It’s not clear to me that putting effort into enforcing existing regulations is more feasible for many of the folks advocating assault rifle bans, nor is it clear to me that it’s a significantly higher impact approach.
Re: feasibility — Your examples of folks advocating additional legislation are federal and state politicians, while my impression is that most handgun enforcement actions in the U.S. traditionally rely on law enforcement agencies at more local levels. Thus, it’s not clear that the folks pushing such policies are in as good a position to affect the prioritization of handgun law enforcement, which (at least somewhat) counteracts the benefit of pursuing a less controversial remedy.
Also, in particular, the politicians you refer to are Democratic party politicians. The creation of gun laws is already a highly partisan issue in the United States, with Democratic party associated with efforts for more gun control and the Republican party associated more with gun rights. My impression is that enforcement of gun laws is currently seen as a much less political issue. If Democratic politicians start prominently pushing for shifting enforcement priorities toward a political goal of keeping guns off the street, I think that risks turning gun law enforcement policies into just another front in the political debate over gun control legislation. In the worst case, that could actually result in negative impact from Democratic politicians (particularly a Democratic U.S. president) pushing such policies, because it creates a potential incentive for Republican politicians at the state and local level to decrease such enforcement in order to maintain their political image of “defending the second amendment”.
Re: impact — I agree that an assault rifle ban would have fairly low impact on the bulk of the incidents indicated in the statistic. However, the limited reporting I’ve seen on efforts to enforce existing regulations has generally indicated that simply scaling up existing efforts in this area doesn’t actually impact gun violence much either. One example of such reporting (chosen for being particularly easy for me to remember how to re-find in this moment, rather than for being the most compelling report) is https://www.themarshallproject.org/2023/03/23/gun-laws-violence-chicago-policing-what-to-know, which observes that increasing enforcement of gun possession laws has “not substantially reduced shootings in Chicago. In fact, as possession arrests skyrocketed, shootings increased — but the percentage of shooting victims where someone was arrested in their case declined.”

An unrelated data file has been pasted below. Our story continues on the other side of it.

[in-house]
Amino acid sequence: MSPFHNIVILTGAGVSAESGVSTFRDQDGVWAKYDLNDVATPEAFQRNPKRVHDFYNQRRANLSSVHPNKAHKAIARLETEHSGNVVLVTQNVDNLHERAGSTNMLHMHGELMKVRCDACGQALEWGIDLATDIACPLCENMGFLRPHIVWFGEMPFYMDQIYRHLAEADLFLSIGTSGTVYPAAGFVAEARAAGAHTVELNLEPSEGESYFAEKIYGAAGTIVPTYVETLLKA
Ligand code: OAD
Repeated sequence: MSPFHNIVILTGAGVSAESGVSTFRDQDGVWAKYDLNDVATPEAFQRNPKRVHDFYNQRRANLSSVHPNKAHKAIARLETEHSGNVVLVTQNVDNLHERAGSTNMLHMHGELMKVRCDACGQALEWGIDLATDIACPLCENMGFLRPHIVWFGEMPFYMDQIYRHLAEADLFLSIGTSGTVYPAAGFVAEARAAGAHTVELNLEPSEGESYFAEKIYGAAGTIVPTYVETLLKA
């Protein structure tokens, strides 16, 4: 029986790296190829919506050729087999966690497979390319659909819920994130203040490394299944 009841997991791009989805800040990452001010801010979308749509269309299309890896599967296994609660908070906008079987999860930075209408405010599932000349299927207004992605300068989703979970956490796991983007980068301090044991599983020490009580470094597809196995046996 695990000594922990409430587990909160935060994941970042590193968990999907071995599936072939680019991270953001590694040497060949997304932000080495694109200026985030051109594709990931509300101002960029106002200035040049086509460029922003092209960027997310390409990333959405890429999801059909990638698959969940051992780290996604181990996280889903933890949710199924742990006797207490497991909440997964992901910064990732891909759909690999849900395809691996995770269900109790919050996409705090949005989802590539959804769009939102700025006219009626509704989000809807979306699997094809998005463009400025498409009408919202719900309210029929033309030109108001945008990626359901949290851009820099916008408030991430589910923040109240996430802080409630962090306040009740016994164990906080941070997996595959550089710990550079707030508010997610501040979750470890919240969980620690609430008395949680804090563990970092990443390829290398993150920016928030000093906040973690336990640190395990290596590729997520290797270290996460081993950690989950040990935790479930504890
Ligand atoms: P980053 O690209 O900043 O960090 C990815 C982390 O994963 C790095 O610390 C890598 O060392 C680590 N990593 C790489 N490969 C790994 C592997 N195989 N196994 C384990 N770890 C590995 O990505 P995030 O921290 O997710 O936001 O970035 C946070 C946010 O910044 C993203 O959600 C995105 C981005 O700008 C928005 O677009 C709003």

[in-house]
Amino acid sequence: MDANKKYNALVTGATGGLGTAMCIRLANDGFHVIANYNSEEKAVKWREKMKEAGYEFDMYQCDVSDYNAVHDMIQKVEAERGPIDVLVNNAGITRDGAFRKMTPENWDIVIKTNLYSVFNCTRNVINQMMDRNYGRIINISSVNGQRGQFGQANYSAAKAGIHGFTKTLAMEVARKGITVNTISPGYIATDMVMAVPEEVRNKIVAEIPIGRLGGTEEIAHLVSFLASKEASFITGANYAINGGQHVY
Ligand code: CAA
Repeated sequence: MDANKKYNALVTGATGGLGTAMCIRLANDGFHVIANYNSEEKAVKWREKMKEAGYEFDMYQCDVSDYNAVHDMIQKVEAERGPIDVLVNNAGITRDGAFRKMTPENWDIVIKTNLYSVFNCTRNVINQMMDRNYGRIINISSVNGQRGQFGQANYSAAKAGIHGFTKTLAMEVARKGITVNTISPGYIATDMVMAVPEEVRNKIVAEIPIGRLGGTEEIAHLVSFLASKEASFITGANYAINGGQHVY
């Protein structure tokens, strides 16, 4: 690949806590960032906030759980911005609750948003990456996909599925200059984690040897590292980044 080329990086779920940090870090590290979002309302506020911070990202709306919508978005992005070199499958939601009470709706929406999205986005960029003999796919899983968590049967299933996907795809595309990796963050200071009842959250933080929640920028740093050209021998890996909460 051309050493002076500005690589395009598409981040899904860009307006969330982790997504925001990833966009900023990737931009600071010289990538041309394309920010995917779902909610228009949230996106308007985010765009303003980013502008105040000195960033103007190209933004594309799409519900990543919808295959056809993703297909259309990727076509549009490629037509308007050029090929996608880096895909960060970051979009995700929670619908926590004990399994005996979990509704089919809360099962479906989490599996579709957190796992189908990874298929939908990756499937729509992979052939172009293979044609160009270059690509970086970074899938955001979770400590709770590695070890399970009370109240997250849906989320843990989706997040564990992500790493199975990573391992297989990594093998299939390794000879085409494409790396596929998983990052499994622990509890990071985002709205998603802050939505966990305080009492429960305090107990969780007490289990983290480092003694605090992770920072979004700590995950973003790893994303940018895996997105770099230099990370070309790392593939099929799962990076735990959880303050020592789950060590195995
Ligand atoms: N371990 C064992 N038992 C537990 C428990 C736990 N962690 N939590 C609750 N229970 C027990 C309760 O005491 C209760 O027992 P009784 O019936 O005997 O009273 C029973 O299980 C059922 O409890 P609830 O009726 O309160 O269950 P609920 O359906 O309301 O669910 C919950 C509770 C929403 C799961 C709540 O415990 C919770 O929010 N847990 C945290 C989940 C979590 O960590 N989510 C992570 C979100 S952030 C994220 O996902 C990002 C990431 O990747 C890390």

If we need to introduce entirely new tactics for enforcing the existing laws in order to get the outcomes we’re expecting, such a constraint will correspondingly decrease the feasibility of rolling out that approach.
(Also there may be a degree to which, for politicians, impact is more palpably associated with the avoidance of political crises centered around gun violence, rather than actually avoiding gun deaths. But I’d rather not focus too much on that one...)
Okay, so you‘re defining the problem as groups transmitting too little information? Then I think a natural first step when thinking about the problem is to determine an upper bound on how much information can be effectively transmitted. My intuition is that the realistic answer for many recipients would turn out to be “not a lot more than is already being transmitted”. If I’m right about that (which is a big “if”), then we might not need much thinking beyond that point to rule out this particular framing of the problem as intractable.
For that distinction to be relevant, individuals need to be able to distinguish whether a particular conclusion of the group is groupthink or whether it’s principled.
If the information being propagated in both cases is primarily the judgment, how does the individual group member determine which judgments are based on real reasons vs not? If the premise is that this very communication style is the problem, then how does one fix that without re-creating much of the original burden on the individual that our group-level coordination was trying to avoid?